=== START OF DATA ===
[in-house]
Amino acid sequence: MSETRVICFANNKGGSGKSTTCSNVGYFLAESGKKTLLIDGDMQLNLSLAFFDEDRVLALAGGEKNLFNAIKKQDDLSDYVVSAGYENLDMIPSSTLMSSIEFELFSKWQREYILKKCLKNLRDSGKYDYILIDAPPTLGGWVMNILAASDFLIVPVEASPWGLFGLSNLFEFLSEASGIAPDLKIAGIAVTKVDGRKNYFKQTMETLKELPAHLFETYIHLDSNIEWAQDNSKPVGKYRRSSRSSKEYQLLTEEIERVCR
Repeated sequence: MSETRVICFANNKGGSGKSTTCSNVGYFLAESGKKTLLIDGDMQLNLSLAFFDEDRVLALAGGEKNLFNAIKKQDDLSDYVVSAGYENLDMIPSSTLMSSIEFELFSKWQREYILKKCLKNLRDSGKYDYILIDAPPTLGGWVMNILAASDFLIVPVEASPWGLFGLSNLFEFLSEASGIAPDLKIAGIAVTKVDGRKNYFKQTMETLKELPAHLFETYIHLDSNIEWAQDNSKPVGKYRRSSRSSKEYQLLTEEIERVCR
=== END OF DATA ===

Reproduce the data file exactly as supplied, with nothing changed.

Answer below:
[in-house]
Amino acid sequence: MSETRVICFANNKGGSGKSTTCSNVGYFLAESGKKTLLIDGDMQLNLSLAFFDEDRVLALAGGEKNLFNAIKKQDDLSDYVVSAGYENLDMIPSSTLMSSIEFELFSKWQREYILKKCLKNLRDSGKYDYILIDAPPTLGGWVMNILAASDFLIVPVEASPWGLFGLSNLFEFLSEASGIAPDLKIAGIAVTKVDGRKNYFKQTMETLKELPAHLFETYIHLDSNIEWAQDNSKPVGKYRRSSRSSKEYQLLTEEIERVCR
Repeated sequence: MSETRVICFANNKGGSGKSTTCSNVGYFLAESGKKTLLIDGDMQLNLSLAFFDEDRVLALAGGEKNLFNAIKKQDDLSDYVVSAGYENLDMIPSSTLMSSIEFELFSKWQREYILKKCLKNLRDSGKYDYILIDAPPTLGGWVMNILAASDFLIVPVEASPWGLFGLSNLFEFLSEASGIAPDLKIAGIAVTKVDGRKNYFKQTMETLKELPAHLFETYIHLDSNIEWAQDNSKPVGKYRRSSRSSKEYQLLTEEIERVCR